The Housing Crisis and Divorce

“Will I be homeless when this is done?” Jen tearfully whispered the question that hounded her since Seth announced he wanted a divorce.Housing crisis and divorce

All too often, clients enter the divorce process assuming the most dire outcomes. Previously, it was easy to assure them that—though life would be different—they would be ok.

Today—between COVID, rising health costs, and sky-rocketing inflation—that assurance is less certain. And, no area challenges couples in divorce quite like housing. Often the marital home is a major—if not THE major—asset. For couples with children, it represents even more. Helping couples navigate this challenge proves critical to a successfully completing a divorce.

Challenge 1: We can sell our house. . . but can we buy?

In the past, home values were relatively stable. More, low interest rates opened the possibilities for home ownership to a broad spectrum of people.

Now, skyrocketing home prices creates the benefit of increased equity. Couples who purchased their homes even as little as three years ago have seen huge jumps in the value of their home. When selling, couples have more money to split, which helps with paying off debt and providing money to move forward separately.

Yet, when buying, each person often finds they can’t afford to relocate within their neighborhood. Higher values mean they can’t afford even the home they just sold. When individuals must move a distance to find something affordable, they feel they not only lost their marriage—they lost their friends, their community, and their support network.

Even worse—many can’t afford to purchase a house but must rent. While not homeless, they feel displaced.

The challenge grows for couples with children.

Challenge 2: Can we keep the house for the children?

Often parents want to keep the house to protect children’s ties to neighborhood, friends, and school. So, they agree that one will keep the house. This means buying out the other parent by refinancing the house in the first parent’s sole name and paying the other their share of the equity.

Yet, while one or both parents may be able to afford the current mortgage payment on their own, higher house values create significantly more value in equity. The amount to buy out the other parent combined with an increased interest rate on a far bigger mortgage often means neither can afford the new payment.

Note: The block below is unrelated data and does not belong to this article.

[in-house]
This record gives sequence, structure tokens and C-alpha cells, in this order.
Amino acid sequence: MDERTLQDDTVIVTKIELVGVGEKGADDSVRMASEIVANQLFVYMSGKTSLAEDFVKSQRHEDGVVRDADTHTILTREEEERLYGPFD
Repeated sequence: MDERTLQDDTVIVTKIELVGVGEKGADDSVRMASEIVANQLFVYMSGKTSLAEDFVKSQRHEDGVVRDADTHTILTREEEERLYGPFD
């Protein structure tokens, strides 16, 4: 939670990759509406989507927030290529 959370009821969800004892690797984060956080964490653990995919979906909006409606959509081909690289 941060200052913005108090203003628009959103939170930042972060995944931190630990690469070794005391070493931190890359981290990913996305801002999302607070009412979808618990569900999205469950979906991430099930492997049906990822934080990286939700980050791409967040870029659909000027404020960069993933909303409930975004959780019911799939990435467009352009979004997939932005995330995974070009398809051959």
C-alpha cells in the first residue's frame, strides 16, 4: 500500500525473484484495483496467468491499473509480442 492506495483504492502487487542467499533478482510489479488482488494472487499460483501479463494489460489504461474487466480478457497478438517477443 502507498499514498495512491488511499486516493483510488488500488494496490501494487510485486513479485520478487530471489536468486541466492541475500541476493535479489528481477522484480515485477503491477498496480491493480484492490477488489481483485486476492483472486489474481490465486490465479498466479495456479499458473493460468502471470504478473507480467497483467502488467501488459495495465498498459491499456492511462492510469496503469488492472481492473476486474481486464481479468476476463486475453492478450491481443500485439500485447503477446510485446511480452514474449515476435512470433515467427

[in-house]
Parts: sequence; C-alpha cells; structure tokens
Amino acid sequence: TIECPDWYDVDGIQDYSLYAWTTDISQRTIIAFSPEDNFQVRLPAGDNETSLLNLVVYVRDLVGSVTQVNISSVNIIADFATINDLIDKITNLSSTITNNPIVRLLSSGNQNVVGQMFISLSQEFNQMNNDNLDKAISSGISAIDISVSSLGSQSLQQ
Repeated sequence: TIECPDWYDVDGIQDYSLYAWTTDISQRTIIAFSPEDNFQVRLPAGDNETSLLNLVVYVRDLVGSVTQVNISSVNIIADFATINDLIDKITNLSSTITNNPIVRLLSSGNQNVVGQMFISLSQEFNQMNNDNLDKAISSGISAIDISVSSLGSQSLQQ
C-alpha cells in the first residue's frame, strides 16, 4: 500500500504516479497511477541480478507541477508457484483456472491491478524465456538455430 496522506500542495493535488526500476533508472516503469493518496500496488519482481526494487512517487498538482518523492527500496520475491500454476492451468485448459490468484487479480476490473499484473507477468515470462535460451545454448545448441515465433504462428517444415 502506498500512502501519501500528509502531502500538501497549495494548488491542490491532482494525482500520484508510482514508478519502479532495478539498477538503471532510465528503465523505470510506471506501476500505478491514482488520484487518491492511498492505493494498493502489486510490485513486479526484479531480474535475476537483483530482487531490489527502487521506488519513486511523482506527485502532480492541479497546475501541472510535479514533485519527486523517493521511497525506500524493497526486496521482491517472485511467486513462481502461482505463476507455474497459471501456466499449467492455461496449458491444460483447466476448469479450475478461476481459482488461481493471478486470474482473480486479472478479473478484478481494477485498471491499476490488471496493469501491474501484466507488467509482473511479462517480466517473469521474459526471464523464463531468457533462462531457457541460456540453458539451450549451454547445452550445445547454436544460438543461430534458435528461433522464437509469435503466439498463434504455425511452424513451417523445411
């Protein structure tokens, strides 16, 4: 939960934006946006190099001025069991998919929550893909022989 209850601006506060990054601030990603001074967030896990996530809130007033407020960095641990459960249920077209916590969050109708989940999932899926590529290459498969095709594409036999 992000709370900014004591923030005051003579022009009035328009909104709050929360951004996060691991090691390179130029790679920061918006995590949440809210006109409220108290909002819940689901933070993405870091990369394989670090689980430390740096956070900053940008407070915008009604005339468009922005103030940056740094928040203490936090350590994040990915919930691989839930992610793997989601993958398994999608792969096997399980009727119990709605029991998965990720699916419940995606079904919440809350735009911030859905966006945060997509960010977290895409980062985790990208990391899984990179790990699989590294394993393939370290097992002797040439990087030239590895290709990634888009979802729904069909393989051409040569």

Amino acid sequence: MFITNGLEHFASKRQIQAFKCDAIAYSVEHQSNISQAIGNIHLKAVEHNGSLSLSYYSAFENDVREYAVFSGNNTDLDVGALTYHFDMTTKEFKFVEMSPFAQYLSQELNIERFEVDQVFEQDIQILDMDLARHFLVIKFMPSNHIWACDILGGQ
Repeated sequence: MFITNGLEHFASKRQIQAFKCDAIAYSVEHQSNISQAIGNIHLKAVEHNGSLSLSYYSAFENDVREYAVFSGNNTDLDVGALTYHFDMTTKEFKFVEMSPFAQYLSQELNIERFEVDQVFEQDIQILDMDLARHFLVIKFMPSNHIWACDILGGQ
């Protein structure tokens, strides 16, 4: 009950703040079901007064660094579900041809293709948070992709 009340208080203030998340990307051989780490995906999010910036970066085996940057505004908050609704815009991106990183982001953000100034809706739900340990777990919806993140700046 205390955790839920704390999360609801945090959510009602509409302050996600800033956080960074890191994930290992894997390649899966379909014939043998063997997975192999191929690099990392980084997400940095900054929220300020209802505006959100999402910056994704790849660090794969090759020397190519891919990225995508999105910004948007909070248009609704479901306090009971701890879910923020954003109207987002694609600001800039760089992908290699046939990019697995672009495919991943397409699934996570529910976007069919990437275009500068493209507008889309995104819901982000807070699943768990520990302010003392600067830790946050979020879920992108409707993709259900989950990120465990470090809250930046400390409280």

Nor can they afford to sell the current home and buy in the same neighborhood or school district. At the same time their house increased in value—so did the others. Despite sizeable equity, many parents can’t afford to keep children in their school.

Challenge 3: I have the money, but where is the house?

Even couples with ample finances struggle. Parents often find co-parenting goes more smoothly when parents live close to one another. Transportation between parenting time proves easier. Children who can ride their bike or walk between mom and dad’s home adjust more quickly and more healthily to their redefined family. Both parents find it easier to participate in school events, attend games, and go to extra-curricular activities. So, when one parent can afford to keep the marital house, the other often wants to buy a home close by.

Yet, as one parent stated, “When I FINALLY see a house come on the market, I stand in the driveway writing an offer only to find it already sold—for thousands more than asking price. How am I supposed to find something?”

Even with new construction, parents are looking at a minimum of a year before they can get into a home. Where are they to stay in the meantime? And, what does the uncertainty do to their children?

Ways to meet the challenge and beat the crisis

Traditional court rules for addressing housing issues merely exacerbate this crisis. Mediation offers couples the opportunity to explore creative ways to meet the challenge, without becoming homeless. Here are some tips:

Tip 1–Get Ready for Financing

A seasoned mortgage broker offers her insights for those seeking to refinance the marital home or buy a new home due to divorce:

  • Start the mortgage process before filing—If couples know that one will buy out the other or that both need to purchase a different home quickly, completing the financial side of the settlement agreement before filing for divorce eases the process. Once the Petition for Dissolution is filed, the mortgage company generally can’t close a mortgage until the divorce is completed. Couples in Conciliation Mediation can meet with the mediator to create a financial plan and proceed with finding housing before filing for divorce, which allows for quicker, smoother transitions.